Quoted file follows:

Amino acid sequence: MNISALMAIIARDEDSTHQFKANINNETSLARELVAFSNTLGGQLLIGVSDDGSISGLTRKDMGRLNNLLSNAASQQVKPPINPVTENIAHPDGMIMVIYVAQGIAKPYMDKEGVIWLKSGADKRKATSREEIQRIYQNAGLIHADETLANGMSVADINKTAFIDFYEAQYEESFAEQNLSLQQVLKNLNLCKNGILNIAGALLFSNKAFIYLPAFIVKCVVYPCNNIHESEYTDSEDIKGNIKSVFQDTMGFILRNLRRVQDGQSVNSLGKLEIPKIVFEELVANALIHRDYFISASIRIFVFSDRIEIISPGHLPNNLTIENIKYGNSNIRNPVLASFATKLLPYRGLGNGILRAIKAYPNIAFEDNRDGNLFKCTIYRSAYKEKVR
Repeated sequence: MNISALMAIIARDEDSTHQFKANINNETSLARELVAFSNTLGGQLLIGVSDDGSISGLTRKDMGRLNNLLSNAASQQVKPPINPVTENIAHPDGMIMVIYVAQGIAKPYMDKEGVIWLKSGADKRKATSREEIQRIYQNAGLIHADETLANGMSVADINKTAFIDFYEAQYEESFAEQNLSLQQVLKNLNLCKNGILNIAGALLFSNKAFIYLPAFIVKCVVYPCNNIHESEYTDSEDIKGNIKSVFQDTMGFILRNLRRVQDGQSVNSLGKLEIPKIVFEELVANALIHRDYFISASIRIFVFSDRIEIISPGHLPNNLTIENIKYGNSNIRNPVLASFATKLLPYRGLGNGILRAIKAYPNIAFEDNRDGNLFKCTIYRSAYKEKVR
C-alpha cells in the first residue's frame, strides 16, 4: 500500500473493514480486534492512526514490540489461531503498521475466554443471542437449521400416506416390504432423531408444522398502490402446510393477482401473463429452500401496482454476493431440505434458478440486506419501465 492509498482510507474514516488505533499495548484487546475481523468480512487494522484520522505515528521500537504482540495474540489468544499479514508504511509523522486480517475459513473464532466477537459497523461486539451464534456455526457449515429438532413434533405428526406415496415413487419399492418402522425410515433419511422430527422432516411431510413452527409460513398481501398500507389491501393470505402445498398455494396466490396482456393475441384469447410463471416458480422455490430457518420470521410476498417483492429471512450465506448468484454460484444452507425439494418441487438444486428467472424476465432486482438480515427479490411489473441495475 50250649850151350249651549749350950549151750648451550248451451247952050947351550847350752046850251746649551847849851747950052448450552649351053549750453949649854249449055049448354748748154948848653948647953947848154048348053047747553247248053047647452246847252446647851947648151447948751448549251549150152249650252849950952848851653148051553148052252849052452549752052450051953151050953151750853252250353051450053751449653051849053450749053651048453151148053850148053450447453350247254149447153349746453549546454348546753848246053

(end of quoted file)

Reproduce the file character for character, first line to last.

Amino acid sequence: MNISALMAIIARDEDSTHQFKANINNETSLARELVAFSNTLGGQLLIGVSDDGSISGLTRKDMGRLNNLLSNAASQQVKPPINPVTENIAHPDGMIMVIYVAQGIAKPYMDKEGVIWLKSGADKRKATSREEIQRIYQNAGLIHADETLANGMSVADINKTAFIDFYEAQYEESFAEQNLSLQQVLKNLNLCKNGILNIAGALLFSNKAFIYLPAFIVKCVVYPCNNIHESEYTDSEDIKGNIKSVFQDTMGFILRNLRRVQDGQSVNSLGKLEIPKIVFEELVANALIHRDYFISASIRIFVFSDRIEIISPGHLPNNLTIENIKYGNSNIRNPVLASFATKLLPYRGLGNGILRAIKAYPNIAFEDNRDGNLFKCTIYRSAYKEKVR
Repeated sequence: MNISALMAIIARDEDSTHQFKANINNETSLARELVAFSNTLGGQLLIGVSDDGSISGLTRKDMGRLNNLLSNAASQQVKPPINPVTENIAHPDGMIMVIYVAQGIAKPYMDKEGVIWLKSGADKRKATSREEIQRIYQNAGLIHADETLANGMSVADINKTAFIDFYEAQYEESFAEQNLSLQQVLKNLNLCKNGILNIAGALLFSNKAFIYLPAFIVKCVVYPCNNIHESEYTDSEDIKGNIKSVFQDTMGFILRNLRRVQDGQSVNSLGKLEIPKIVFEELVANALIHRDYFISASIRIFVFSDRIEIISPGHLPNNLTIENIKYGNSNIRNPVLASFATKLLPYRGLGNGILRAIKAYPNIAFEDNRDGNLFKCTIYRSAYKEKVR
C-alpha cells in the first residue's frame, strides 16, 4: 500500500473493514480486534492512526514490540489461531503498521475466554443471542437449521400416506416390504432423531408444522398502490402446510393477482401473463429452500401496482454476493431440505434458478440486506419501465 492509498482510507474514516488505533499495548484487546475481523468480512487494522484520522505515528521500537504482540495474540489468544499479514508504511509523522486480517475459513473464532466477537459497523461486539451464534456455526457449515429438532413434533405428526406415496415413487419399492418402522425410515433419511422430527422432516411431510413452527409460513398481501398500507389491501393470505402445498398455494396466490396482456393475441384469447410463471416458480422455490430457518420470521410476498417483492429471512450465506448468484454460484444452507425439494418441487438444486428467472424476465432486482438480515427479490411489473441495475 50250649850151350249651549749350950549151750648451550248451451247952050947351550847350752046850251746649551847849851747950052448450552649351053549750453949649854249449055049448354748748154948848653948647953947848154048348053047747553247248053047647452246847252446647851947648151447948751448549251549150152249650252849950952848851653148051553148052252849052452549752052450051953151050953151750853252250353051450053751449653051849053450749053651048453151148053850148053450447453350247254149447153349746453549546454348546753848246053